Thematic Research Networks

Thematic Research Networks are a type of Special Interest Project that fund several Prevention Research Centers (PRC) to work together on a specific health issue. Typically, one PRC in the network serves as the coordinating center and manages the initiative. The funding agency assigns a staff member to serve as the technical advisor and work with network members. There are currently four thematic research networks. Past networks have addressed oral health, tobacco use prevention, school health, women’s health, healthy aging, and cardiovascular health.
Cancer Prevention and Control Research Network (CPCRN)

Nine PRCs focus on reducing the burden of cancer, especially in underserved populations, through community engaged research. The network was established in 2002 and is funded by CDC’s Division of Cancer Prevention and Control.

What Members Do

Members conduct research on the dissemination and implementation of evidence-based programs proven to increase cancer prevention and control. Members aim to increase the use of these programs among communities and public health partners.

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Members

  • University of North Carolina at Chapel Hill (coordinating center)
  • Colorado School of Public Health
  • Emory University
  • New York University and City University of New York
  • University of Iowa
  • University of Arizona
  • University of Colorado
  • University of South Carolina
  • University of Washington

Learn more about the Cancer Prevention and Control Networkexternal icon.

Managing Epilepsy Well 2.0 (MEW) Network

Five PRCs work together to improve the quality of life for people with epilepsy. The network was established in 2007 and is funded by CDC’s Division of Population Health.

What Members Do
MEW Network members support and conduct epilepsy self-management intervention research and dissemination. Members engage with epilepsy and chronic disease stakeholders to raise awareness of epilepsy self-management strategies and programs, lead public awareness and dissemination strategies for the MEW Network programs and resources, and conduct replication studies and related research to increase the evidence of CDC MEW Network epilepsy self-management programs.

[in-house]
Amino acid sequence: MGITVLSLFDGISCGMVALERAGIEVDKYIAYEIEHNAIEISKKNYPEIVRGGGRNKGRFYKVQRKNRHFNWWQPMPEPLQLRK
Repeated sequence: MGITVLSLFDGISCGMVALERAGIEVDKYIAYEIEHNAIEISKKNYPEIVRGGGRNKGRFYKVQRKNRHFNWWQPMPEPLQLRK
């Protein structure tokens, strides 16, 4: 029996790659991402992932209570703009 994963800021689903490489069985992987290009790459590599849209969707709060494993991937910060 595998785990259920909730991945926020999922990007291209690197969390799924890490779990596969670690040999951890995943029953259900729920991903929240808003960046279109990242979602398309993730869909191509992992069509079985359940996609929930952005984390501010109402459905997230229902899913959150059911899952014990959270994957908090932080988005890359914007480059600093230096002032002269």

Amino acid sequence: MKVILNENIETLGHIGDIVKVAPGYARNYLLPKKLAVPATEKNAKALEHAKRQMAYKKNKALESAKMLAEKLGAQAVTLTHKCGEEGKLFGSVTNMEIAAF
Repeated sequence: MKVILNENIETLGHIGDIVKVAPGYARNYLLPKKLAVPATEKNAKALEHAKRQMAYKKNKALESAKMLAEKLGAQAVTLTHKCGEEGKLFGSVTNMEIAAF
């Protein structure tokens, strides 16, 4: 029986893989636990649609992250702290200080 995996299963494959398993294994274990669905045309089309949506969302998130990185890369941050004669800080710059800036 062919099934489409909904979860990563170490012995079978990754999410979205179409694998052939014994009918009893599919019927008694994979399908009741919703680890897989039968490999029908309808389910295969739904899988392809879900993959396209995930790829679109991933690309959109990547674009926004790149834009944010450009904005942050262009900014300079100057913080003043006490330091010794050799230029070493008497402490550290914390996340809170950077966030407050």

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Members

  • Emory University (coordinating center)
  • University of Arizona
  • University of Iowa
  • New York University and City University of New York
  • University of Washington

Learn more about the Managing Epilepsy Well Networkexternal icon.

Nutrition and Obesity Policy Research and Evaluation Network (NOPREN)

NOPREN aims to improve nutrition and reduce obesity through policy research and evaluation. The network was established in 2009 and is funded by CDC’s Division of Nutrition, Physical Activity, and Obesity.

What Members Do
NOPREN members conduct research and evaluation on nutrition and obesity building the evidence base for effective policies that address food insecurity, prevent obesity and improve nutrition for all Americans. Their work informs high impact, scalable and cost-effective strategies for preventing obesity, improving nutrition and reducing health and societal costs associated with overweight and obesity. It also provides a framework and platform to communicate and disseminate research findings related to nutrition and obesity that can lead to policy, systems or environmental changes and more rapidly move evidence into intervention programs, shortening time from science to service in real world settings.

man in a garden

Coordinating Center

  • University of California San Francisco

Learn more about the NOPREN network: Nutrition and Obesity Network.external icon

Physical Activity Policy Research and Evaluation Network (PAPREN)

PAPREN aims to increase physical activity  communities by working across sectors, focusing on factors that affect the built environment (e.g. land use policy, transportation policy), and integrating health equity into all policy efforts.

What Members Do
PAPREN members conduct physical activity research that informs high impact, scalable and cost-effective strategies for increasing population levels of physical activity and reducing health and societal costs associated with inadequate levels of physical activity. This thematic network provides a framework and platform to communicate and disseminate research findings related to physical activity that can lead to policy, systems or environmental changes and more rapidly move evidence into intervention programs, shortening time from science to service in real world settings.

A happy woman jogging

Coordinating Center

  • University of Massachusetts Medical School

Learn more about the Physical Activity Policy Research and Evaluation Networkexternal icon.